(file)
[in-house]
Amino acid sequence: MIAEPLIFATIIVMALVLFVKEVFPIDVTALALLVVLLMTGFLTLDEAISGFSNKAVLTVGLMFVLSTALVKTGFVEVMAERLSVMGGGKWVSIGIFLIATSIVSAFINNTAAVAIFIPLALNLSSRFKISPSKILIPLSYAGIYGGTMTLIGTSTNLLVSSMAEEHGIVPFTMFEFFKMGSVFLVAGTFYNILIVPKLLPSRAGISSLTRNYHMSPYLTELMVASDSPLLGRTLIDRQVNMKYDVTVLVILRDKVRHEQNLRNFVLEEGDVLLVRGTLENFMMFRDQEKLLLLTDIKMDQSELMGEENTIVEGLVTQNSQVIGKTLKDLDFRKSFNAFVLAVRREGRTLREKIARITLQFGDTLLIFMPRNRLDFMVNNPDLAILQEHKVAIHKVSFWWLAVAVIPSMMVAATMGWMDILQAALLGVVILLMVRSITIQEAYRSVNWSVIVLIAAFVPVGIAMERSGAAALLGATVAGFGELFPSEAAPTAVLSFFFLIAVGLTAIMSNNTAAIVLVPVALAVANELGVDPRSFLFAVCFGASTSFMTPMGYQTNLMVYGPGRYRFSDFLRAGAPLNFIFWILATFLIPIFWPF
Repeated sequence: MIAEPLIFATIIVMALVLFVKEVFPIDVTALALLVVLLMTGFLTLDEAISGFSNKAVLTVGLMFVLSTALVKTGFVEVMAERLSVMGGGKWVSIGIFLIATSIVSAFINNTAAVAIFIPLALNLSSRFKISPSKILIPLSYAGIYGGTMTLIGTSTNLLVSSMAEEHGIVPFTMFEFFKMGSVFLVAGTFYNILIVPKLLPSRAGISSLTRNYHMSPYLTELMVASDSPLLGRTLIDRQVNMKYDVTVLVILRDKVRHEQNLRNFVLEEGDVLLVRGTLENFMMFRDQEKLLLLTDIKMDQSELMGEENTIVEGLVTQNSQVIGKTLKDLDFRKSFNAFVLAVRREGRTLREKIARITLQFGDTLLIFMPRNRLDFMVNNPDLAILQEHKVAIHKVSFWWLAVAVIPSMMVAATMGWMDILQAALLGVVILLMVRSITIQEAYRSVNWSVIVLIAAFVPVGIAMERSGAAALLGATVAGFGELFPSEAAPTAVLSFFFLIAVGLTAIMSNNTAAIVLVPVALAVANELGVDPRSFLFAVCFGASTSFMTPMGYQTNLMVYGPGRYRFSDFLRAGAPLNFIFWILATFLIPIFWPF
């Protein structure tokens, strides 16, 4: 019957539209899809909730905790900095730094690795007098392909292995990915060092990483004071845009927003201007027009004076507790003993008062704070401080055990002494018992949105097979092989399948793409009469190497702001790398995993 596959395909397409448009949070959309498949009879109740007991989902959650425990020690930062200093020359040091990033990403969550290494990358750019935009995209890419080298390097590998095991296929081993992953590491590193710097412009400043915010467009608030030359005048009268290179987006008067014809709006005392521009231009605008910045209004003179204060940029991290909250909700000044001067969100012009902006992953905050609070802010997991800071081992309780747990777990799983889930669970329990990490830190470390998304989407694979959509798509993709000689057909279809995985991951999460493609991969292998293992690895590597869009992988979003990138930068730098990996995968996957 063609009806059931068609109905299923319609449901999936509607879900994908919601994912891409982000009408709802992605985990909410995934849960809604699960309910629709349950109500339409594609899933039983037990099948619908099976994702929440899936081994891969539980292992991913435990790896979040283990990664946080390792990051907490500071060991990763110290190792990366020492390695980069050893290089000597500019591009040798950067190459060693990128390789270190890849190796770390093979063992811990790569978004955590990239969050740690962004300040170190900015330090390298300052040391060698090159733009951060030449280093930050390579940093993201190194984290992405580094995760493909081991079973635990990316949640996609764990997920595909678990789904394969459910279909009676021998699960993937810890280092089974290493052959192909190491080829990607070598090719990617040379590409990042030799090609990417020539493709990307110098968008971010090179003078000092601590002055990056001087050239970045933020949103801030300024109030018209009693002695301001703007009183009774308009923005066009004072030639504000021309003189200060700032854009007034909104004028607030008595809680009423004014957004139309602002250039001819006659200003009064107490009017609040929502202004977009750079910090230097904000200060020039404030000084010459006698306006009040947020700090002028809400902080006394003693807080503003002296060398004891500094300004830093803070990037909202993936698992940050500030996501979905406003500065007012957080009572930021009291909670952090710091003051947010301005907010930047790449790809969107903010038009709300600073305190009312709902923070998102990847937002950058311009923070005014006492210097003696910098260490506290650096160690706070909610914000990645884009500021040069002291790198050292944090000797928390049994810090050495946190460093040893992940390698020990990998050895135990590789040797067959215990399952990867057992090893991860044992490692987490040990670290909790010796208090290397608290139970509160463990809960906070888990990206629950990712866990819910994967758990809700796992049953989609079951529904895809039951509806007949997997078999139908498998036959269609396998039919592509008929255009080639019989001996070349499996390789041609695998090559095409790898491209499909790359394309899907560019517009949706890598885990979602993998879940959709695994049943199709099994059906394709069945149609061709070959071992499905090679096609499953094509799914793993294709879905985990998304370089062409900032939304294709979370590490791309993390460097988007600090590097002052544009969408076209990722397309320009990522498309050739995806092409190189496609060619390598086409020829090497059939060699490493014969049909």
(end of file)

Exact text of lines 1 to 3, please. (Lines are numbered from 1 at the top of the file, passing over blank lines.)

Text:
[in-house]
Amino acid sequence: MIAEPLIFATIIVMALVLFVKEVFPIDVTALALLVVLLMTGFLTLDEAISGFSNKAVLTVGLMFVLSTALVKTGFVEVMAERLSVMGGGKWVSIGIFLIATSIVSAFINNTAAVAIFIPLALNLSSRFKISPSKILIPLSYAGIYGGTMTLIGTSTNLLVSSMAEEHGIVPFTMFEFFKMGSVFLVAGTFYNILIVPKLLPSRAGISSLTRNYHMSPYLTELMVASDSPLLGRTLIDRQVNMKYDVTVLVILRDKVRHEQNLRNFVLEEGDVLLVRGTLENFMMFRDQEKLLLLTDIKMDQSELMGEENTIVEGLVTQNSQVIGKTLKDLDFRKSFNAFVLAVRREGRTLREKIARITLQFGDTLLIFMPRNRLDFMVNNPDLAILQEHKVAIHKVSFWWLAVAVIPSMMVAATMGWMDILQAALLGVVILLMVRSITIQEAYRSVNWSVIVLIAAFVPVGIAMERSGAAALLGATVAGFGELFPSEAAPTAVLSFFFLIAVGLTAIMSNNTAAIVLVPVALAVANELGVDPRSFLFAVCFGASTSFMTPMGYQTNLMVYGPGRYRFSDFLRAGAPLNFIFWILATFLIPIFWPF
Repeated sequence: MIAEPLIFATIIVMALVLFVKEVFPIDVTALALLVVLLMTGFLTLDEAISGFSNKAVLTVGLMFVLSTALVKTGFVEVMAERLSVMGGGKWVSIGIFLIATSIVSAFINNTAAVAIFIPLALNLSSRFKISPSKILIPLSYAGIYGGTMTLIGTSTNLLVSSMAEEHGIVPFTMFEFFKMGSVFLVAGTFYNILIVPKLLPSRAGISSLTRNYHMSPYLTELMVASDSPLLGRTLIDRQVNMKYDVTVLVILRDKVRHEQNLRNFVLEEGDVLLVRGTLENFMMFRDQEKLLLLTDIKMDQSELMGEENTIVEGLVTQNSQVIGKTLKDLDFRKSFNAFVLAVRREGRTLREKIARITLQFGDTLLIFMPRNRLDFMVNNPDLAILQEHKVAIHKVSFWWLAVAVIPSMMVAATMGWMDILQAALLGVVILLMVRSITIQEAYRSVNWSVIVLIAAFVPVGIAMERSGAAALLGATVAGFGELFPSEAAPTAVLSFFFLIAVGLTAIMSNNTAAIVLVPVALAVANELGVDPRSFLFAVCFGASTSFMTPMGYQTNLMVYGPGRYRFSDFLRAGAPLNFIFWILATFLIPIFWPF